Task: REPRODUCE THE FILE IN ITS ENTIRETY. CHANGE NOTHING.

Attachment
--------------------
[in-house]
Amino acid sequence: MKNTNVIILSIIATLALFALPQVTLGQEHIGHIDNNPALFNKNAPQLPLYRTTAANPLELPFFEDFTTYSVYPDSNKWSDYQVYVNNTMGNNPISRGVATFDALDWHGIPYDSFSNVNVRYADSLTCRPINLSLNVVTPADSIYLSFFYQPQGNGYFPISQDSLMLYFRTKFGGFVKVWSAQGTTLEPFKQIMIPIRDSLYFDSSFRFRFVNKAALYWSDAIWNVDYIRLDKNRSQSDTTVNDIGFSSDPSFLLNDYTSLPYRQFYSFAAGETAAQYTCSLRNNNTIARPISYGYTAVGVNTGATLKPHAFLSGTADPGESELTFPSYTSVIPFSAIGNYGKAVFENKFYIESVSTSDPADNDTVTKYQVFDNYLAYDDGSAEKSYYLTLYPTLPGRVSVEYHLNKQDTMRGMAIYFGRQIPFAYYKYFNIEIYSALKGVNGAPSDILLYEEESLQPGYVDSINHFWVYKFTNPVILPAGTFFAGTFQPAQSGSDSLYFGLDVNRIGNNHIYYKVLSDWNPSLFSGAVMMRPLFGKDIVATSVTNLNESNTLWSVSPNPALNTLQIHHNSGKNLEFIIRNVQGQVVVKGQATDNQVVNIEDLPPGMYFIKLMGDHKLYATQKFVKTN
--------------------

[in-house]
Amino acid sequence: MKNTNVIILSIIATLALFALPQVTLGQEHIGHIDNNPALFNKNAPQLPLYRTTAANPLELPFFEDFTTYSVYPDSNKWSDYQVYVNNTMGNNPISRGVATFDALDWHGIPYDSFSNVNVRYADSLTCRPINLSLNVVTPADSIYLSFFYQPQGNGYFPISQDSLMLYFRTKFGGFVKVWSAQGTTLEPFKQIMIPIRDSLYFDSSFRFRFVNKAALYWSDAIWNVDYIRLDKNRSQSDTTVNDIGFSSDPSFLLNDYTSLPYRQFYSFAAGETAAQYTCSLRNNNTIARPISYGYTAVGVNTGATLKPHAFLSGTADPGESELTFPSYTSVIPFSAIGNYGKAVFENKFYIESVSTSDPADNDTVTKYQVFDNYLAYDDGSAEKSYYLTLYPTLPGRVSVEYHLNKQDTMRGMAIYFGRQIPFAYYKYFNIEIYSALKGVNGAPSDILLYEEESLQPGYVDSINHFWVYKFTNPVILPAGTFFAGTFQPAQSGSDSLYFGLDVNRIGNNHIYYKVLSDWNPSLFSGAVMMRPLFGKDIVATSVTNLNESNTLWSVSPNPALNTLQIHHNSGKNLEFIIRNVQGQVVVKGQATDNQVVNIEDLPPGMYFIKLMGDHKLYATQKFVKTN